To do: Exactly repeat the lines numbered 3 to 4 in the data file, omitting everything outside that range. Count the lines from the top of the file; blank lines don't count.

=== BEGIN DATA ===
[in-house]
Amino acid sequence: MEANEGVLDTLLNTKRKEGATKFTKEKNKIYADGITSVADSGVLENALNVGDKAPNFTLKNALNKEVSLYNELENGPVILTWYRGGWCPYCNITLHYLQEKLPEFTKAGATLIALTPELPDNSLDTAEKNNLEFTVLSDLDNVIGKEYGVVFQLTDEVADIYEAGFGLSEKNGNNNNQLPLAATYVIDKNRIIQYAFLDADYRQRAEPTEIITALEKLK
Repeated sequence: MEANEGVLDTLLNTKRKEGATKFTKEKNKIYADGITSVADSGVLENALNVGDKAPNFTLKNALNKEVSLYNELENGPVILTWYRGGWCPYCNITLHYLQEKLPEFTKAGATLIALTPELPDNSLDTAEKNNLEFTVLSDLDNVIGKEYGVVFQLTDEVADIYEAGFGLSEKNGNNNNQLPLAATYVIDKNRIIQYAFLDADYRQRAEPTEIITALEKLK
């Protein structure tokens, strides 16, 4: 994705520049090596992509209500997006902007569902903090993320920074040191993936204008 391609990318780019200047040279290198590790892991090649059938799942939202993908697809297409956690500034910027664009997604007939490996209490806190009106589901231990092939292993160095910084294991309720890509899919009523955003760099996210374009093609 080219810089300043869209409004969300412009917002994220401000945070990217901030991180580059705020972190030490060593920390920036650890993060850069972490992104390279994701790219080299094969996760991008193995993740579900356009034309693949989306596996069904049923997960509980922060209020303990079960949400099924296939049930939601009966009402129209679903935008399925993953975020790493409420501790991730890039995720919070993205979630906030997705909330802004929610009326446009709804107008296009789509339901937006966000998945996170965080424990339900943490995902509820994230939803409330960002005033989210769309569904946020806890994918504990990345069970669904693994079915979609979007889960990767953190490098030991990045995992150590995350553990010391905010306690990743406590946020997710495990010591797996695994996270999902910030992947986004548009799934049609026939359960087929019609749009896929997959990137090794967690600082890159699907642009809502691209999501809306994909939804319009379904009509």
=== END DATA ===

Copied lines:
Repeated sequence: MEANEGVLDTLLNTKRKEGATKFTKEKNKIYADGITSVADSGVLENALNVGDKAPNFTLKNALNKEVSLYNELENGPVILTWYRGGWCPYCNITLHYLQEKLPEFTKAGATLIALTPELPDNSLDTAEKNNLEFTVLSDLDNVIGKEYGVVFQLTDEVADIYEAGFGLSEKNGNNNNQLPLAATYVIDKNRIIQYAFLDADYRQRAEPTEIITALEKLK
């Protein structure tokens, strides 16, 4: 994705520049090596992509209500997006902007569902903090993320920074040191993936204008 391609990318780019200047040279290198590790892991090649059938799942939202993908697809297409956690500034910027664009997604007939490996209490806190009106589901231990092939292993160095910084294991309720890509899919009523955003760099996210374009093609 080219810089300043869209409004969300412009917002994220401000945070990217901030991180580059705020972190030490060593920390920036650890993060850069972490992104390279994701790219080299094969996760991008193995993740579900356009034309693949989306596996069904049923997960509980922060209020303990079960949400099924296939049930939601009966009402129209679903935008399925993953975020790493409420501790991730890039995720919070993205979630906030997705909330802004929610009326446009709804107008296009789509339901937006966000998945996170965080424990339900943490995902509820994230939803409330960002005033989210769309569904946020806890994918504990990345069970669904693994079915979609979007889960990767953190490098030991990045995992150590995350553990010391905010306690990743406590946020997710495990010591797996695994996270999902910030992947986004548009799934049609026939359960087929019609749009896929997959990137090794967690600082890159699907642009809502691209999501809306994909939804319009379904009509």